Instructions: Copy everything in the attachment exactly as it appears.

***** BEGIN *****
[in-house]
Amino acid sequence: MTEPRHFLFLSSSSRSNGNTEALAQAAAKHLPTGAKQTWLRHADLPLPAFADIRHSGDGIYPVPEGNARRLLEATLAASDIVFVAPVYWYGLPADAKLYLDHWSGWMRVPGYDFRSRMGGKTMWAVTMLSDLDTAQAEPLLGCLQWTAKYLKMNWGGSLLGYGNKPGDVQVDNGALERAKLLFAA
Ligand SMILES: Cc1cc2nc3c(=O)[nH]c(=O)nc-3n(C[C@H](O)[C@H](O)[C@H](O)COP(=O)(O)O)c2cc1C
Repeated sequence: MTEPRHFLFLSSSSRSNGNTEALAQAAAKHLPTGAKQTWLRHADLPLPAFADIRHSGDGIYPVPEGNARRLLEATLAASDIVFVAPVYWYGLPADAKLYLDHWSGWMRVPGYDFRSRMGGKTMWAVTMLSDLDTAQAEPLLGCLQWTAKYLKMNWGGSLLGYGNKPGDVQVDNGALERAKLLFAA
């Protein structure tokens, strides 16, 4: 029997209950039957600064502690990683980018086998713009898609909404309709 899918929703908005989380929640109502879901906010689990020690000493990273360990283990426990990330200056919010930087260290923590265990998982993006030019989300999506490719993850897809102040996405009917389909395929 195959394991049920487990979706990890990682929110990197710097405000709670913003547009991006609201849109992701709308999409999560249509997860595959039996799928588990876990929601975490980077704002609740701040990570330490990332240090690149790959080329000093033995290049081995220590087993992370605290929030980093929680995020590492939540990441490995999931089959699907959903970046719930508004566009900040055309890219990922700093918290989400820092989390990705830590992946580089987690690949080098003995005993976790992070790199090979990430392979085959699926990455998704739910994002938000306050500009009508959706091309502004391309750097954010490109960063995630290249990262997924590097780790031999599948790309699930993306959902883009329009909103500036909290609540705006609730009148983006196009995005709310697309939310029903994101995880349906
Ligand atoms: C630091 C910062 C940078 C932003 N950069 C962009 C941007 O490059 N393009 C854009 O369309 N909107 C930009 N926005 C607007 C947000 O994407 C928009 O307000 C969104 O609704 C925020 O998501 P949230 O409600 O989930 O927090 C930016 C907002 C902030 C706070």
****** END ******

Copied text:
[in-house]
Amino acid sequence: MTEPRHFLFLSSSSRSNGNTEALAQAAAKHLPTGAKQTWLRHADLPLPAFADIRHSGDGIYPVPEGNARRLLEATLAASDIVFVAPVYWYGLPADAKLYLDHWSGWMRVPGYDFRSRMGGKTMWAVTMLSDLDTAQAEPLLGCLQWTAKYLKMNWGGSLLGYGNKPGDVQVDNGALERAKLLFAA
Ligand SMILES: Cc1cc2nc3c(=O)[nH]c(=O)nc-3n(C[C@H](O)[C@H](O)[C@H](O)COP(=O)(O)O)c2cc1C
Repeated sequence: MTEPRHFLFLSSSSRSNGNTEALAQAAAKHLPTGAKQTWLRHADLPLPAFADIRHSGDGIYPVPEGNARRLLEATLAASDIVFVAPVYWYGLPADAKLYLDHWSGWMRVPGYDFRSRMGGKTMWAVTMLSDLDTAQAEPLLGCLQWTAKYLKMNWGGSLLGYGNKPGDVQVDNGALERAKLLFAA
């Protein structure tokens, strides 16, 4: 029997209950039957600064502690990683980018086998713009898609909404309709 899918929703908005989380929640109502879901906010689990020690000493990273360990283990426990990330200056919010930087260290923590265990998982993006030019989300999506490719993850897809102040996405009917389909395929 195959394991049920487990979706990890990682929110990197710097405000709670913003547009991006609201849109992701709308999409999560249509997860595959039996799928588990876990929601975490980077704002609740701040990570330490990332240090690149790959080329000093033995290049081995220590087993992370605290929030980093929680995020590492939540990441490995999931089959699907959903970046719930508004566009900040055309890219990922700093918290989400820092989390990705830590992946580089987690690949080098003995005993976790992070790199090979990430392979085959699926990455998704739910994002938000306050500009009508959706091309502004391309750097954010490109960063995630290249990262997924590097780790031999599948790309699930993306959902883009329009909103500036909290609540705006609730009148983006196009995005709310697309939310029903994101995880349906
Ligand atoms: C630091 C910062 C940078 C932003 N950069 C962009 C941007 O490059 N393009 C854009 O369309 N909107 C930009 N926005 C607007 C947000 O994407 C928009 O307000 C969104 O609704 C925020 O998501 P949230 O409600 O989930 O927090 C930016 C907002 C902030 C706070």